Because red deer are bigger and more. susceptible to the presence of humans, t~ey have proved to be a better proposi-tIOn than other spe.cies for deer farming purposes. In addition, they are more readily available, and more "adaptable to changes of environment, but they are re~ stricted by the wild range of the species. it is interestin~ to note that deer do nDt lose their wild instincts. The farming of fallow deer with re;d deer is illegal under existing regulations and for the same rea-son red deer cannot be farmed in North Auckland.
40 NEW ZEALAND VETERINARY JOURNAL VOL. 23
Deer farndng operations have shown that farmed deer display little fe:ar of humans and do not exhibit continual nervous alertness so characteristic of deer in their wild state. However, during the mating season, stags tend to become aggressive and caution is recommended.
Deer farms are conducted to investi-gate all aspects of deer farming: these include the careful cross-breeding of the various strains of deer to deve:lop the most suitable type of animal for game meat purposes, to determine standards which would ensure the venison will meet the provisions of the health re.quirements of importing countries in the same man-ner as beef and lamb, to determine measures to avoid risk of disease to which confined animals are prone, to dete.rmine the response to controlled and supple-mentary winter feeding in terms of food conversion efficiency, to establish breed-ing and calving pe:rcentages. The object of all these investigations is to confirm the belief that wild deer can be farmed as a commercial proposition.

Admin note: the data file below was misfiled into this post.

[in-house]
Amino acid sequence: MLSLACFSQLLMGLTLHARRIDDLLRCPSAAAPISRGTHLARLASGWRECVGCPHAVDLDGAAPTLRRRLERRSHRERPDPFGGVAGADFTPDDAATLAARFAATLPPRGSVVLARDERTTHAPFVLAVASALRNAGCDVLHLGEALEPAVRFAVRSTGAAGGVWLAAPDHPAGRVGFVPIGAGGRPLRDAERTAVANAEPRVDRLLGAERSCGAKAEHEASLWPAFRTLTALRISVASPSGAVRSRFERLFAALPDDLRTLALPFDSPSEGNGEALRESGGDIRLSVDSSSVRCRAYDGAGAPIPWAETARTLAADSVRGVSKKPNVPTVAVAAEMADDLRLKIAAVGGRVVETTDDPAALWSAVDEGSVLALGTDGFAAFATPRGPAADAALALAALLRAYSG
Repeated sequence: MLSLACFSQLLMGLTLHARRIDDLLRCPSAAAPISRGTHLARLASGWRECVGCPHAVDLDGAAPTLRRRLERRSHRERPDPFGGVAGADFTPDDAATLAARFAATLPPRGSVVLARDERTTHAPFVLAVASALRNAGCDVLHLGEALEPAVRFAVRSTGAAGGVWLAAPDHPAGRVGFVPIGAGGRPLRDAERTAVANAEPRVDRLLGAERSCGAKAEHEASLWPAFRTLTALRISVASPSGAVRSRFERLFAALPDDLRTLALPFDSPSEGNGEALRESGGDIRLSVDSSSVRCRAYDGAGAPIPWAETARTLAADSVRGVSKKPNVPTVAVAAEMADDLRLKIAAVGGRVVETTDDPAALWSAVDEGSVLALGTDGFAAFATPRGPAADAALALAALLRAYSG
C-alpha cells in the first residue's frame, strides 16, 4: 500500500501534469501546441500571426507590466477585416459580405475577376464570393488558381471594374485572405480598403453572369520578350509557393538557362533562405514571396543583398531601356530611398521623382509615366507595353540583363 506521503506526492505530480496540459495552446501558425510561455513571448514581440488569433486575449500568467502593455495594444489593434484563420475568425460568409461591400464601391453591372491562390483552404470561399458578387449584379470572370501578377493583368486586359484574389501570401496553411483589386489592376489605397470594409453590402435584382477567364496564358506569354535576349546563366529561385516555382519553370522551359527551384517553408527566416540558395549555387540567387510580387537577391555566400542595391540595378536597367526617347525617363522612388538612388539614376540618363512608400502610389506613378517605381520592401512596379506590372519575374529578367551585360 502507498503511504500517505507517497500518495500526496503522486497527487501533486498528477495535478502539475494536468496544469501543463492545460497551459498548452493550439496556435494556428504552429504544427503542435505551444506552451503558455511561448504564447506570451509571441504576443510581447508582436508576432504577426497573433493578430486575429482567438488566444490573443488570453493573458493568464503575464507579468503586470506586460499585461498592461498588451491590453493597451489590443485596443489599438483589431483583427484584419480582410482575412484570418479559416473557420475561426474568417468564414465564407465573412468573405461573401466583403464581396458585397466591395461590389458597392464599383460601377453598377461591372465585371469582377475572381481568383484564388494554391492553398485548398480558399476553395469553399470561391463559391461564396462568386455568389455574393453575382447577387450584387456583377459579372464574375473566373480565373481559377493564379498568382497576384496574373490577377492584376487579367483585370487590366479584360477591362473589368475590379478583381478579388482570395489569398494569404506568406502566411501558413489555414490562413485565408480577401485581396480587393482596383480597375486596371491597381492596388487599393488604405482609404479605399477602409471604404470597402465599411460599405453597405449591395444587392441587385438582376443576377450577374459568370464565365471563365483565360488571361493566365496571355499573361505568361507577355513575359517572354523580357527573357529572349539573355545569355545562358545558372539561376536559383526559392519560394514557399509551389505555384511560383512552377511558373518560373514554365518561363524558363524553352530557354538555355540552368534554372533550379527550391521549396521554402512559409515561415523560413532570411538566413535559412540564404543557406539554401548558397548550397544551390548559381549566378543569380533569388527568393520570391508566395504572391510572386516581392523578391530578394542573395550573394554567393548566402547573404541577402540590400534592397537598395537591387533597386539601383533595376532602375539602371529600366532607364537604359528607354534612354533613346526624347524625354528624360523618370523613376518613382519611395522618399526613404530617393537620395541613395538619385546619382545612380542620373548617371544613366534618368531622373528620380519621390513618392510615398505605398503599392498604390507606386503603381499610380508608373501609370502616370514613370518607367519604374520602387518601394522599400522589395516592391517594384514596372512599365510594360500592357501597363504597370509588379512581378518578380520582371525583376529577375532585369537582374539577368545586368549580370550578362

The Animals Act (1967) permits com-l11.ercial farming cf deer under strict con-trols. One of these re.quires that facilities for holding deer for veterinary inspec-tions and diagnostic tests be provided. and another requires that suspected disease in farmed de::.r must be reported to.a government veterinarian or livestock instructor. These provisions are under-sdindable and accepted because of the valuable information which can be pro-vided.
As with other farmed animals, red deex can be mustered, yarded and drafted with comparative ease for purpose;s such as drenching or spraying.
The 730 ha property at Maroa has fenced enclosures of various size which are
used in a rotational manner to graduate the wild animals through the progressive stages to the fully domesticated deer. The land varies from rolling to medium steep hill country with marginal growth and native; bush.
Twenty years of deer farming have shown that as much venison as beef can be produced per hectare and, bearing in mind that nothing is wasted - hides, tails, eye teeth and other by-products are sold either locally or overseas - the eco-nomics of commercial deer farming are most .encouraging. An added factor is that the dressed carcass weights of farm de.er are about 50% greater than those of wild deer and this growth improvement can be attributed to sustained feeding in peaceful conditions without the ine.vit-able seasonal checks and other torments suffered by deer in the wild. The ultimate role of the venison farmer is to provide anothe;r source of protein for the future and it is this important aspect which, more recently, has stimulated consider-able interest in deer farming potential in countries such as Scotland, South Africa, Korea, Sweden, Russia and Canada.
It could be argued that the health and safety at exotic fO'rests could depend on exotic animals. By using deer to' restrict undergrowth and to reduce fire hazards by controlling growth in fire breaks, the dividends would be a healthy forest and a profitable secondary industry for the forest owners. In addition, the develop-ment of the deer farm concept, together with control and management of the wild animals, ultimately could provide the means to control noxious weeds on mar-ginal lands more effectively and at less cost than present methods. These im-portant possibilities must depend on en-lightened government decisions.